Fifty years ago, textile mogul Allen Gant Sr. introduced the world to the first pair of pantyhose. To mark this momentous anniversary, Smithsonian tells the story of their invention and place in fashion history. The heyday of panthose were the 1970s and 1980s but apparently sales have declined since the 1990s "casualization" of the workplace. From Smithsonian:
The year was 1953 and if you were a woman, a night on the town meant either squeezing into a girdle or slipping on a garter belt. Formal dress dictated that females wear such intimate, and often uncomfortable, articles of clothing. How else could you hold up your nylons?
Allen Gant Sr., then running textile company Glen Raven Mills, was inspired by his wife's lament. "How would it be if we made a pair of panties and fastened the stockings to it?" he asked Ethel. She stitched some crude garments together, tried them on, and handed the products to her husband. "You got to figure out how to do this," she said. Allen brought his wife's experiment into the office, and with the help of his colleagues Arthur Rogers, J. O. Austin, and Irvin Combs, developed what they later called "Panti-Legs." Their product–the world's first commercial pantyhose–began lining department store shelves in 1959.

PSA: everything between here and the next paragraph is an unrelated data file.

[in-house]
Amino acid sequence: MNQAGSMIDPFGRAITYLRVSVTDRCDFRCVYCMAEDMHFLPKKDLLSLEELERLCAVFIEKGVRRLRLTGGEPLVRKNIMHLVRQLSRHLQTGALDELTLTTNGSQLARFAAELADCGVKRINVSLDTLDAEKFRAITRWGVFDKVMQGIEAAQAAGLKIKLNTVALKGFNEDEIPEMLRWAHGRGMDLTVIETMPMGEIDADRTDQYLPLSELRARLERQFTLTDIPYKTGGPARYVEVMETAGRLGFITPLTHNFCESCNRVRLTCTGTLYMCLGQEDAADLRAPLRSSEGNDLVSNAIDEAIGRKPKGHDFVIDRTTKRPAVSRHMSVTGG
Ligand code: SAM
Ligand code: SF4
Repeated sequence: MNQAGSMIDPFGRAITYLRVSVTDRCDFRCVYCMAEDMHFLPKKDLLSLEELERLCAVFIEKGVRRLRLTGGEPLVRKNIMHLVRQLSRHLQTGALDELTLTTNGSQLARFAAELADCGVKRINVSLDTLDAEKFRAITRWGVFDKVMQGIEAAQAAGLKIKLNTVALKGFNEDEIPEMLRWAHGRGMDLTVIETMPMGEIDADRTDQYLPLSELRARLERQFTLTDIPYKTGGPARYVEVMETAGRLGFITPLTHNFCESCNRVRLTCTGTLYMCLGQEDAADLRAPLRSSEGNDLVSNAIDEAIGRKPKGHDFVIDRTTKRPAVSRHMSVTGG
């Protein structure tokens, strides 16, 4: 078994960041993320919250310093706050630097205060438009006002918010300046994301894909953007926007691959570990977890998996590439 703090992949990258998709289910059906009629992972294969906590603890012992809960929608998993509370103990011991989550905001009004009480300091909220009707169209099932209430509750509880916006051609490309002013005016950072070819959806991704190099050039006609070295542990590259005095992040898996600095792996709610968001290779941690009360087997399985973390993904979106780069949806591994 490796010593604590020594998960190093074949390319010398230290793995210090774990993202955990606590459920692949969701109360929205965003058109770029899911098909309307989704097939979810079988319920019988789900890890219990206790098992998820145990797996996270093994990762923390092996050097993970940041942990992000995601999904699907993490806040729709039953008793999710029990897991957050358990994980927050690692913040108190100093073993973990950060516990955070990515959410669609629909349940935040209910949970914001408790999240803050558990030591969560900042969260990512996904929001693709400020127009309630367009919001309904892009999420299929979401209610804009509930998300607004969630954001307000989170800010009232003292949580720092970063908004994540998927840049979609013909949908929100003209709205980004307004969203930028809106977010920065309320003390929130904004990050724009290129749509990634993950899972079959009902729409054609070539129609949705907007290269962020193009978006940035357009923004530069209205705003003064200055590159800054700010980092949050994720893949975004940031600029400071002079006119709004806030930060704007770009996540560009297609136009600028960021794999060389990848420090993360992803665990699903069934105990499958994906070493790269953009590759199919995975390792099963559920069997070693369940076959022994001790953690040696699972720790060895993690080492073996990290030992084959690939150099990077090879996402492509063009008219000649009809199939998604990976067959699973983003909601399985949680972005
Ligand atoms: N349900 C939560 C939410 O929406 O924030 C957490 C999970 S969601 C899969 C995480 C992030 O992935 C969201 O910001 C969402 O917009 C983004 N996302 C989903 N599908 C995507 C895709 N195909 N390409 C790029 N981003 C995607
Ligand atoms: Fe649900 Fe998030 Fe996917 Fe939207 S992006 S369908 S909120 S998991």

"It was wonderful," a 74-year-old Ethel Gant told the Associated Press 30 years later. "Most people my age loved them from the very beginning and couldn't wait to get a hold of them. I don't think we've ever changed our minds," she said.
Allen Gant Sr. had at least one satisfied customer, but the panty-stocking combo did not grab most women's attentions at first. Though the convenience of not having to wear a girdle or garter belt was a plus, what helped pantyhose take hold was the rise of the miniskirt in the mid-1960s.
For the fashion-conscious woman looking to wear a skirt shorter than stockings are long, pantyhose were the perfect fit. When iconic models such as Jean Shrimpton and Twiggy donned their mini skirts, demand for pantyhose exploded and women flocked to the stores for pairs of their own.